National

Multilingual translation tools spread in Japan with new visa system

JIJI

The use of multilingual translation tools is expanding in Japan, where foreign workers are expected to increase in the wake of April’s launch of new visa categories.

A growing number of local governments, labor unions and other entities have decided to introduce translation tools, which can help foreigners when going through administrative procedures as they allow local officials and other officers to talk to such applicants in their mother languages.

“Talking in the applicants’ own languages makes it easier to convey our cooperative stance,” said an official in Tokyo’s Sumida Ward.

The ward introduced VoiceBiz, an audio translation app developed by Toppan Printing Co. that covers 30 languages.

The app, which can be downloaded onto smartphones and tablet computers, will be used in eight municipalities, including Osaka and Ayase in Kanagawa Prefecture, company officials said.

Toppan Printing aims to introduce the app to 600 local governments by fiscal 2020.

Demand for the app is also high at schools.

As the number of foreign workers increases, the ability to communicate, particularly in schools where their children could face serious problems due to language barriers, is a task that urgently needs to be addressed.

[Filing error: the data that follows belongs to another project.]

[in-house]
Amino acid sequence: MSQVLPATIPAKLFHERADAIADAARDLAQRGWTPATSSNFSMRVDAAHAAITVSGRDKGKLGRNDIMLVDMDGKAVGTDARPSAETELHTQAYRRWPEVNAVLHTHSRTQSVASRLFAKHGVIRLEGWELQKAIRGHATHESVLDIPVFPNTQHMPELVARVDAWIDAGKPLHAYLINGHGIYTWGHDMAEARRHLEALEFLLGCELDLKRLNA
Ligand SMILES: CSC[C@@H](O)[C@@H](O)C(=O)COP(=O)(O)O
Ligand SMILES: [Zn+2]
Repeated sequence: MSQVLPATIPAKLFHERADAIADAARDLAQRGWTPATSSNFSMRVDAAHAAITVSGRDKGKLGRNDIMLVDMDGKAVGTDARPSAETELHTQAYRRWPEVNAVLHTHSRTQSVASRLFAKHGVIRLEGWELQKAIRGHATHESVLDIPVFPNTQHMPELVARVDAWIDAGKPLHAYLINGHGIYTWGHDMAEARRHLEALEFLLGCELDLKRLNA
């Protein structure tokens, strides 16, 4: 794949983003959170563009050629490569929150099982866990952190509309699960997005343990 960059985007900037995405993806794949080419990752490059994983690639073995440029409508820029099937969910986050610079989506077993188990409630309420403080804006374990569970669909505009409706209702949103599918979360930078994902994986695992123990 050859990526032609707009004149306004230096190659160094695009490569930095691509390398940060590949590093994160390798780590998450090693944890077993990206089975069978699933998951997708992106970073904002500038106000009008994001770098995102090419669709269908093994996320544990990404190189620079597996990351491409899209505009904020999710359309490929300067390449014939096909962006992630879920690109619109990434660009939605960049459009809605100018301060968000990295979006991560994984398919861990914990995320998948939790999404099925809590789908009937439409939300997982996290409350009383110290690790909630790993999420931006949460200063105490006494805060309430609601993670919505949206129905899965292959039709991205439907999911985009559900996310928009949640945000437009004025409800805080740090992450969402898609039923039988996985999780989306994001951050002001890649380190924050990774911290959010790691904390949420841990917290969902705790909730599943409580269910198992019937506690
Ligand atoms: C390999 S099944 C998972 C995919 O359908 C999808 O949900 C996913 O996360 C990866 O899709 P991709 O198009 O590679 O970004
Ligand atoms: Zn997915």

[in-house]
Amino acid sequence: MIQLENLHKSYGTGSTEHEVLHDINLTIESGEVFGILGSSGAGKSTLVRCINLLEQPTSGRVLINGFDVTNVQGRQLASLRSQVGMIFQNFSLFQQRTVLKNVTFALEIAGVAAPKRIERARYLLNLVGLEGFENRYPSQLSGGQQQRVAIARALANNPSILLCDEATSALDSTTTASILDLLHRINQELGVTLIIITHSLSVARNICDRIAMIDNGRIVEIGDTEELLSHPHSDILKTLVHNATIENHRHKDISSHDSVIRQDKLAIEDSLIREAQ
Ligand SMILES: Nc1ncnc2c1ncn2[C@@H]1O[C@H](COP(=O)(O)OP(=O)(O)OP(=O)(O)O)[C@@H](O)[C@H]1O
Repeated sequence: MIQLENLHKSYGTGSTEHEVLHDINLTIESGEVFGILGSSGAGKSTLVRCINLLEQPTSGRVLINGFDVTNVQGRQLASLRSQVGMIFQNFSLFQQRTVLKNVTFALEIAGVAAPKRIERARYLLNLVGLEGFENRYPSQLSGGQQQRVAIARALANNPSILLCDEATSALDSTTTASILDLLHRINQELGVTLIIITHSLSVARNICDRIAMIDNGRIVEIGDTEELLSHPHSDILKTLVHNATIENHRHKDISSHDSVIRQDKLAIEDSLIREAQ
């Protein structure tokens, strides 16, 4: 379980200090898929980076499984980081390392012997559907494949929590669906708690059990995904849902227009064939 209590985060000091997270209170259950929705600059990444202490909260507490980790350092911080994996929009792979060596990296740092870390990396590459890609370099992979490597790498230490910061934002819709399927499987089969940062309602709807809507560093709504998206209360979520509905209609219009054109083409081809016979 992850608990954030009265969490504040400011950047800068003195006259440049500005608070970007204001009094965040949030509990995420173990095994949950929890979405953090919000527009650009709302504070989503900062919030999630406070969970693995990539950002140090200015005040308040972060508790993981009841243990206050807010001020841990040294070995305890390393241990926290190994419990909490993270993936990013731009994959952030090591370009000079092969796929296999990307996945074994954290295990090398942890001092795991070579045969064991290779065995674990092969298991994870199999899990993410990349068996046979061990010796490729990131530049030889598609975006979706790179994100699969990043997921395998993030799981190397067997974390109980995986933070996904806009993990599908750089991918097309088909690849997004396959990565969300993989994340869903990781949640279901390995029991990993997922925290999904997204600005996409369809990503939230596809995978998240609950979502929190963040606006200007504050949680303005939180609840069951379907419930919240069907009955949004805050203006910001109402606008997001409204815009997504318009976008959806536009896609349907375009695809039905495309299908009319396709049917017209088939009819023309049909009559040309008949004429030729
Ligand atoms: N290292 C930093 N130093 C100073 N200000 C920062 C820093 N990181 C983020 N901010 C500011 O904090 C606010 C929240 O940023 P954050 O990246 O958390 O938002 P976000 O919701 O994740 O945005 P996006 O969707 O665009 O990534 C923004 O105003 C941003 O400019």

Toppan Printing will pitch the app so that it will be used at 7,000 schools across the nation, according to the officials.

Multilingual translation tools are also being utilized to address labor issues.

Rengo Tokushima, a prefectural arm of the Japanese Trade Union Confederation, or Rengo, started using Pocketalk, a translation device developed by Sourcenext Corp.

Rengo is trying to cope with an increasing number of consultation requests from foreign technical interns seeking help with unpaid wages.

“The good point is that we can use highly specialized vocabulary, including legal terms,” a Rengo Tokushima official said.

The use of translation tools is also expected to spread among transportation service providers, including railway companies, as well as in sectors where the number of foreign workers is seen rising, such as in agriculture and elderly care.

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